Future energy providers: data-driven businesses or cooks without recipes?

Energy needs to think creatively about data to stay ahead, says Nadja Peltomäki, business strategist at Futurice.

They know where you live, what kind of house you have and when you arrive home. They know whether your washing machine is as energy efficient as your neighbour’s. They know when you last vacuumed at home. 

Who are “they”? Google? Apple? Amazon, MI5?! No, the company that has all this information about you is your good old energy provider.

Since the advent of energy deregulation and market-driven electricity pricing in their markets, energy companies have been looking for new ways to match consumption data with generation data.

Smart electricity meters are part of the answer; they provide utilities with energy consumption data on their consumers by the hour, the minute and even by the second. Energy companies can use these huge volumes of data to understand customers' behaviour and needs in a much more profound way than simply informing consumers how much energy they use each month.

By identifying a customer’s individual energy consumption patterns, they can analyse equipment efficiencies and even predict breakdowns. When combined with other easily accessible data, such as weather, energy providers are better placed to sustain the entire grid, as well as helping customers to monitor their consumption and lower their electricity bills by allocating their consumption to hours when electricity is cheaper.

Some companies have gone a step further by creating so-called virtual power plants.  These enable demand side response programmes whereby customers can save or even earn money by agreeing to connect their energy assets to the energy provider’s virtual power plant software system, allowing any spare capacity or periods of reduced consumption such as weekends, to balance increased demand elsewhere. Eon actively encourages business customers to join its virtual power plant software system while clean energy company Fortum is piloting virtual power plants for both business and residential customers; with the latter group allowing their water boilers to be used for short intervals in order to lower the output of hot water tanks during peak electricity consumption periods.

Initiatives like these allow energy companies a cost-effective way of integrating the growing number of renewable technologies into the grid. They also have the advantage of balancing sustainable considerations with the opportunity for customers to save and even make money, so positioning energy providers as adding value.

Ultimately, the goal for energy companies is to become full-service businesses that can offer solutions beyond electricity such as smart homes and mobility. They could even order new home appliances when the old one’s stop being energy efficient. Currently, however they aren't maximising the potential of the data they own sufficiently to reach that goal. Why is that?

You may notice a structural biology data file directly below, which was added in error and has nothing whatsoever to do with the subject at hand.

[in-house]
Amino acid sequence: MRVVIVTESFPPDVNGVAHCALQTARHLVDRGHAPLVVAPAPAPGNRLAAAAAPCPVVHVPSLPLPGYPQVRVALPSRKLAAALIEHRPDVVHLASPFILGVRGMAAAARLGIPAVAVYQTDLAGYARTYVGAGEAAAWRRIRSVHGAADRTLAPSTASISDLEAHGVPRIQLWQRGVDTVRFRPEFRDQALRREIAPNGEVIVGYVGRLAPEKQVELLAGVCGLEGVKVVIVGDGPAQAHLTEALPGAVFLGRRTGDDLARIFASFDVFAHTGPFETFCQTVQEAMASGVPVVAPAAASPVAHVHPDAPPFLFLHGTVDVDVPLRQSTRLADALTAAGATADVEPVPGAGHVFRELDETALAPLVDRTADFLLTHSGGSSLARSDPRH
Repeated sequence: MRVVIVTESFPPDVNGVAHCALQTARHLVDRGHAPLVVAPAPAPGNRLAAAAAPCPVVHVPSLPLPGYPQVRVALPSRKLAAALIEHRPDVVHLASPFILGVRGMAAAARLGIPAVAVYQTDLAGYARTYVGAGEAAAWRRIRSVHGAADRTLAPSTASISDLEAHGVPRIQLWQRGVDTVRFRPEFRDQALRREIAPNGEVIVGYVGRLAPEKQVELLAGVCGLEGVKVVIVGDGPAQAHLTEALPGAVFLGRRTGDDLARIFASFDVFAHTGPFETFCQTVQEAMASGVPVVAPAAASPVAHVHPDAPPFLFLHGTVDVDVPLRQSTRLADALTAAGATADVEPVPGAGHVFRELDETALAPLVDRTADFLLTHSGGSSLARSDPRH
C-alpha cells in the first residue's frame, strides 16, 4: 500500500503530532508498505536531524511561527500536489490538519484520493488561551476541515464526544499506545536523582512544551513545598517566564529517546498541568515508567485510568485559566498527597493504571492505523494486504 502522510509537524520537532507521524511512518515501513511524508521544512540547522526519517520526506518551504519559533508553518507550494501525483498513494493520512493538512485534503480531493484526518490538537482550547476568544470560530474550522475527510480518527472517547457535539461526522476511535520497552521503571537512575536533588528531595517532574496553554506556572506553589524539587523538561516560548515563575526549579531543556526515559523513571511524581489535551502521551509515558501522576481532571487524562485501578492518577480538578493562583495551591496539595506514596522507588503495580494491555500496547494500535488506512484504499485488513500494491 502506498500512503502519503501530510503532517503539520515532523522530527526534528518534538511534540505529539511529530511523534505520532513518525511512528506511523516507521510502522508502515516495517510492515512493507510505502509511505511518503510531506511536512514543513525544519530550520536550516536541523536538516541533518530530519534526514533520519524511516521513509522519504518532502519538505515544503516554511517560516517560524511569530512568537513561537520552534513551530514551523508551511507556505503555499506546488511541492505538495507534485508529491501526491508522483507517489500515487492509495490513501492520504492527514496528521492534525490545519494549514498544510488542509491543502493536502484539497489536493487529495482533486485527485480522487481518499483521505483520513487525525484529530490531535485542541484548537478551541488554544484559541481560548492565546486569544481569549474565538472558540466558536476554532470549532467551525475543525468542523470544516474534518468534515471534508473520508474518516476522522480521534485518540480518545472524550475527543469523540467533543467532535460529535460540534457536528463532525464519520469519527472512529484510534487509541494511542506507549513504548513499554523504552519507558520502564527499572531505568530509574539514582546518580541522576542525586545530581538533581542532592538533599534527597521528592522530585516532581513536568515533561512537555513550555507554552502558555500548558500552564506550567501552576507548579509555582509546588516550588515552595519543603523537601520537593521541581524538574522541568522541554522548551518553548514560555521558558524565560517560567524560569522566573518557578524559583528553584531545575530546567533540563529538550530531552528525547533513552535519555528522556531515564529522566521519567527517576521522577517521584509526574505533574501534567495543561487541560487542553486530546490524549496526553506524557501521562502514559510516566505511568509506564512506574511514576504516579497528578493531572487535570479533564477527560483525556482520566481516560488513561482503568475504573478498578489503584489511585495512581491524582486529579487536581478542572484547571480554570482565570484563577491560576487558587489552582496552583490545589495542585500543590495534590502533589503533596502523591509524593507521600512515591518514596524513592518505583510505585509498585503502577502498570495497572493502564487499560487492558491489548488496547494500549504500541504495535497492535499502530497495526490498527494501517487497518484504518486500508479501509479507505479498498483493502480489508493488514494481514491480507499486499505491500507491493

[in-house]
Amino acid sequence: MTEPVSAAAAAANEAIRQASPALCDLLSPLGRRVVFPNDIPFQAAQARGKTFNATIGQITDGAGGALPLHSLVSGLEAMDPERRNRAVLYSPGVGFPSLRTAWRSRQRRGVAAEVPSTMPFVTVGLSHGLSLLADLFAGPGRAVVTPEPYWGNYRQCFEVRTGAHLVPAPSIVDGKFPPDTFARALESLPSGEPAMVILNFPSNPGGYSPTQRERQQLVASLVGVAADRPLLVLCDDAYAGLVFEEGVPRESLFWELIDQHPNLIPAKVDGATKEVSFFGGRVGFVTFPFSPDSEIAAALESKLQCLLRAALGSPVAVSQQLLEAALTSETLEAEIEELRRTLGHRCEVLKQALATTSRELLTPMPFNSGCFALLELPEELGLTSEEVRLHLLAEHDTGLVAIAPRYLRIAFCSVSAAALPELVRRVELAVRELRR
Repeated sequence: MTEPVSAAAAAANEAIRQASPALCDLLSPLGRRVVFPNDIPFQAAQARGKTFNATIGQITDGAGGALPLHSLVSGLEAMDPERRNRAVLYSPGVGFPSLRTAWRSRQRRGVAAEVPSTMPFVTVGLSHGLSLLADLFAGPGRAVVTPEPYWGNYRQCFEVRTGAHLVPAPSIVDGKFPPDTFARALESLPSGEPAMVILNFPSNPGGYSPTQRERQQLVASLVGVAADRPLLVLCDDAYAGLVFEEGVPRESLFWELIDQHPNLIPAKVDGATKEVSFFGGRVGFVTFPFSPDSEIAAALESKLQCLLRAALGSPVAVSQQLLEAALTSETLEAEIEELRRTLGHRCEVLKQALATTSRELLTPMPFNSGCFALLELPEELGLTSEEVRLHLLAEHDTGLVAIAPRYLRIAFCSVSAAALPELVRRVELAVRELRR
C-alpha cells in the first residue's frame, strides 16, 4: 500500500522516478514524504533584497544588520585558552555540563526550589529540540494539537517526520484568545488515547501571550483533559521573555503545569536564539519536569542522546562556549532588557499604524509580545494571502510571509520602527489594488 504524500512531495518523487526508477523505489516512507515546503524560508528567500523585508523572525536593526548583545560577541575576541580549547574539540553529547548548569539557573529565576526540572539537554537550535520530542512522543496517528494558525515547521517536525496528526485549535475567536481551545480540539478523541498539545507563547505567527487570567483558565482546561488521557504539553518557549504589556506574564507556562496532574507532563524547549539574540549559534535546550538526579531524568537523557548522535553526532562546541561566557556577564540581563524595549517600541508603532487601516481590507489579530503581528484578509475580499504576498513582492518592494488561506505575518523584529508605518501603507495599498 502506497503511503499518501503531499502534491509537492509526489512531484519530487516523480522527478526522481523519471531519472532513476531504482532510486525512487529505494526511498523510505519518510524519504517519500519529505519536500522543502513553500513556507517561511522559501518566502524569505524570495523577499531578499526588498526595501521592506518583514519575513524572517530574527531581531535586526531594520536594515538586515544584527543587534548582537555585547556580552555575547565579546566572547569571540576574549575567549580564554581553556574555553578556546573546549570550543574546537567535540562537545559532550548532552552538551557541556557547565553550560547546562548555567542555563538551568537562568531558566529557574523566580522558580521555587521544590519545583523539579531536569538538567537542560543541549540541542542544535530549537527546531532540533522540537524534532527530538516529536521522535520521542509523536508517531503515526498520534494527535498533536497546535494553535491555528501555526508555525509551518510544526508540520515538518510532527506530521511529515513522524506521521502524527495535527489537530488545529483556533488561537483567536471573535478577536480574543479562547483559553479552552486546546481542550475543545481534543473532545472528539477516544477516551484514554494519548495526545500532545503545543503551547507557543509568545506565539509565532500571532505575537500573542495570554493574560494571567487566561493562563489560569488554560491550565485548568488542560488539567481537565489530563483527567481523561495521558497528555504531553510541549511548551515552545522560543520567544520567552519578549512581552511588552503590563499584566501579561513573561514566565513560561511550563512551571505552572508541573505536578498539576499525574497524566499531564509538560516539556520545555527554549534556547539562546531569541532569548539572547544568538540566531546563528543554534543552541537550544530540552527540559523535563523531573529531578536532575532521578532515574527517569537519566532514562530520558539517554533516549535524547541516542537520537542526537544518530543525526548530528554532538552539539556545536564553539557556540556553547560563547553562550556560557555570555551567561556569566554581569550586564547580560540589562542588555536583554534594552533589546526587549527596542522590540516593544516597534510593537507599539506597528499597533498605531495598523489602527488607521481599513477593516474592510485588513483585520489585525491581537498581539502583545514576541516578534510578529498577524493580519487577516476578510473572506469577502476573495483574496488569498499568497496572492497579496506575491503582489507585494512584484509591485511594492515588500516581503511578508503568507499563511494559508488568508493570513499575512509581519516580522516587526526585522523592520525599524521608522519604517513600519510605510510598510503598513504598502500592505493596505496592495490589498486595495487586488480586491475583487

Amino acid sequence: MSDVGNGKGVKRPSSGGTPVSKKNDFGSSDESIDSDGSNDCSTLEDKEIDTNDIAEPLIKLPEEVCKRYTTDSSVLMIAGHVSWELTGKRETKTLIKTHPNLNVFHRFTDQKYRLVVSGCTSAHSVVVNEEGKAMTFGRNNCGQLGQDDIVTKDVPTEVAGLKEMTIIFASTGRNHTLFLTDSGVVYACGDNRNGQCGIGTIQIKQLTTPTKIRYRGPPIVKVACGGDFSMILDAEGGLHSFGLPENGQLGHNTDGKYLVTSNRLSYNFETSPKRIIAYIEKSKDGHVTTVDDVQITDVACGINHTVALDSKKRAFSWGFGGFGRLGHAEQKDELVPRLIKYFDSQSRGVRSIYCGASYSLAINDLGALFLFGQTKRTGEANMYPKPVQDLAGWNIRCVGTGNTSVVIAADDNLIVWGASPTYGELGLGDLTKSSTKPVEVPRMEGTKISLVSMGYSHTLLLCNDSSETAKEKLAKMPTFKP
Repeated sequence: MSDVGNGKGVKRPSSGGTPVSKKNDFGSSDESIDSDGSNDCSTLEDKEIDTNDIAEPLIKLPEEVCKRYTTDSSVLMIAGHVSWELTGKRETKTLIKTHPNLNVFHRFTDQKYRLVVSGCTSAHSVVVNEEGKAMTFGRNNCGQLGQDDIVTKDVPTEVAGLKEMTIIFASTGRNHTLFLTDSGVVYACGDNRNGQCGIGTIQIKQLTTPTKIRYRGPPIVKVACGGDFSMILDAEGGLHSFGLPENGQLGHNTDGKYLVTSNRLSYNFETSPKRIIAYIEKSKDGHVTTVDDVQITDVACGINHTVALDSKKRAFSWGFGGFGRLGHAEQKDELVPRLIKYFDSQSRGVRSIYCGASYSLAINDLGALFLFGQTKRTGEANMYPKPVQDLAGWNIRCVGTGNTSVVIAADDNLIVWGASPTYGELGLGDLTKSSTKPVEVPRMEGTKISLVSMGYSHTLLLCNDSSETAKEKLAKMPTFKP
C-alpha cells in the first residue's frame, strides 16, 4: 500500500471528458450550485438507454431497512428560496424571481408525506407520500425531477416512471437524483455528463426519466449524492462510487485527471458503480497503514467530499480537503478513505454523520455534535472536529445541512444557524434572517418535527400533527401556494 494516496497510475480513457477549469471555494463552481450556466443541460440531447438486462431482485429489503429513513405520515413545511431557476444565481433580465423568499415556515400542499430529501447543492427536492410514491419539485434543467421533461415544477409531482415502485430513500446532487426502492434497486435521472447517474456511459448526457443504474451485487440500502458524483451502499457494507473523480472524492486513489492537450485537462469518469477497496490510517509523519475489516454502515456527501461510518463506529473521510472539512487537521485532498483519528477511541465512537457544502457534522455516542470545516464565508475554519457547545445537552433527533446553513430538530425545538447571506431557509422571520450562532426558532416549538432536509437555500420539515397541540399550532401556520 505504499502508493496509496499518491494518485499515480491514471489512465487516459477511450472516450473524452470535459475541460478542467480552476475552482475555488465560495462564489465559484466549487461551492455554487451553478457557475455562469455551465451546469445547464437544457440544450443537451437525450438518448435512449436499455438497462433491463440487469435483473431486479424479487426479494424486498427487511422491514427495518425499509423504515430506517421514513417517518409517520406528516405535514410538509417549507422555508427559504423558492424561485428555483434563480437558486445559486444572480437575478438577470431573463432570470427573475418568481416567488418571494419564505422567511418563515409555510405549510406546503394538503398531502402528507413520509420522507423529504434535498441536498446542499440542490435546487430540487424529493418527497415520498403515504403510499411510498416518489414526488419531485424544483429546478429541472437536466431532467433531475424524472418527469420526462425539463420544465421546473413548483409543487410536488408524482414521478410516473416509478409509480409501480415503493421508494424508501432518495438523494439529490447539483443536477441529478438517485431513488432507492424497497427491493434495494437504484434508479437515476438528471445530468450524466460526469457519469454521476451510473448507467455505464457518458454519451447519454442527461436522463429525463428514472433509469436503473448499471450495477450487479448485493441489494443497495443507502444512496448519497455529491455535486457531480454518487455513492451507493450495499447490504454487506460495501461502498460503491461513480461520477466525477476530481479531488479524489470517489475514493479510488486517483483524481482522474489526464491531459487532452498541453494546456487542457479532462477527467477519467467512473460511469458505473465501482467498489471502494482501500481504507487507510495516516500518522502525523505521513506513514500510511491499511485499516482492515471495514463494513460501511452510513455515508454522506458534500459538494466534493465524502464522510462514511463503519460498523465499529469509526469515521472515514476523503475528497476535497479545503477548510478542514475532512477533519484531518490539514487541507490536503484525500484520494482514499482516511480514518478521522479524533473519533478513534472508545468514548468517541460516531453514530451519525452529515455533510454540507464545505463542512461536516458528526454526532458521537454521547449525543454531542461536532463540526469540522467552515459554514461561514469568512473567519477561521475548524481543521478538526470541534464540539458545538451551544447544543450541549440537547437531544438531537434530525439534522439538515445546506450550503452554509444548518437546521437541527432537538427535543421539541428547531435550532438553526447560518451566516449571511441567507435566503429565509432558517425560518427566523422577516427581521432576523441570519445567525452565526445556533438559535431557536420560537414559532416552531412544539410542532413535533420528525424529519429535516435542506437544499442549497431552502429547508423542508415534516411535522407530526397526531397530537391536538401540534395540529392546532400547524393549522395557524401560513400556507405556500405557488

In a word, it’s due to silos.

Most energy businesses don't have a comprehensive view of their customers. Sure, they have CRM data, billing data, customer service data and smart meter data, but this information is often stuck in departmental silos and not aggregated at a business level to provide a strategic overview of customer usage and needs.

As a result, companies find themselves a bit like cooks without recipes. Having all the ingredients doesn't really help if you don’t know how to combine them.

One immediate step energy companies can take, is to reach beyond energy data and find the right network of partnerships to provide a “one-stop-data-shop” for customers.  This could lead to a scenario where with just one click, customers could access their next electricity bill, together with an estimate of how much they could save in the future by switching to more efficient home appliances. It could even include links enabling them to order the more efficient appliances.

In terms of realising this vision, getting different databases to talk to each other isn’t that hard. Helping customers to feel comfortable with energy companies knowing such granular detail about their energy usage, is much harder. That’s before we get to the problem of asking customers to allow this detailed information to be shared with partner companies so that they can help recommend cost-effective alternatives.

The key to solving these challenges is to get customers to trust that energy companies have their best interests at heart. To build this level of trust, energy providers need to involve their customers more in generating ideas and experimenting with different solutions. Breaking down the traditional barriers between “customer” and “energy provider” and inviting interested customers to special focus groups or brainstorms, is the most effective way of creating data-driven services that solve genuine consumer problems in a way that adds value. It is also an important first step to energy companies fulfilling their full-service potential.

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